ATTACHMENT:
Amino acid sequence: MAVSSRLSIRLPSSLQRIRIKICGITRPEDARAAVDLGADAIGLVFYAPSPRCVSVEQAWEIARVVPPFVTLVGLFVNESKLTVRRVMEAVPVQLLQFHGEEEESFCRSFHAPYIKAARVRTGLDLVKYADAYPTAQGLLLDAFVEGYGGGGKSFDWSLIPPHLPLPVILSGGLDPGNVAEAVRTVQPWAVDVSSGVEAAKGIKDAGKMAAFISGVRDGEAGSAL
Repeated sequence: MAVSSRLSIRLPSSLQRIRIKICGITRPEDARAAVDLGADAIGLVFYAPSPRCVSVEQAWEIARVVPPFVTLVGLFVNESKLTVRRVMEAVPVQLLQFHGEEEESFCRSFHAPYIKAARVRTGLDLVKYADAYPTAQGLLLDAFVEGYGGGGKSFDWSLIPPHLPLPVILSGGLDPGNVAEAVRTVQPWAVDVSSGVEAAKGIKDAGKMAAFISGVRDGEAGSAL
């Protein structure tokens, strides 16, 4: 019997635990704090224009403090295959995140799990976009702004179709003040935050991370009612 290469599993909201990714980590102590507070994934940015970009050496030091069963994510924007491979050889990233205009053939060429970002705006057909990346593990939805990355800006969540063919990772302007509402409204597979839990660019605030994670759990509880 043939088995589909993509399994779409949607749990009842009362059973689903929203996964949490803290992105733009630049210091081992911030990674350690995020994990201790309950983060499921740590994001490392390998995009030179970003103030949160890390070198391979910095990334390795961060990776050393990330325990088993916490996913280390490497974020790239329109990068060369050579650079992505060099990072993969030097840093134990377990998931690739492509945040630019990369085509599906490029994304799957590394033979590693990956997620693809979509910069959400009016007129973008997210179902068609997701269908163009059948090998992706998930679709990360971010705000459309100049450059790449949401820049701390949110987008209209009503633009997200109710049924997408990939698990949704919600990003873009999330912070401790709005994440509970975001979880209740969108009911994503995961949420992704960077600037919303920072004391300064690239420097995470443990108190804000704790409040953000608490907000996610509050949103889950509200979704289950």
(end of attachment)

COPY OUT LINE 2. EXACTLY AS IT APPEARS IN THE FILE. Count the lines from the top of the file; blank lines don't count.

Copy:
Repeated sequence: MAVSSRLSIRLPSSLQRIRIKICGITRPEDARAAVDLGADAIGLVFYAPSPRCVSVEQAWEIARVVPPFVTLVGLFVNESKLTVRRVMEAVPVQLLQFHGEEEESFCRSFHAPYIKAARVRTGLDLVKYADAYPTAQGLLLDAFVEGYGGGGKSFDWSLIPPHLPLPVILSGGLDPGNVAEAVRTVQPWAVDVSSGVEAAKGIKDAGKMAAFISGVRDGEAGSAL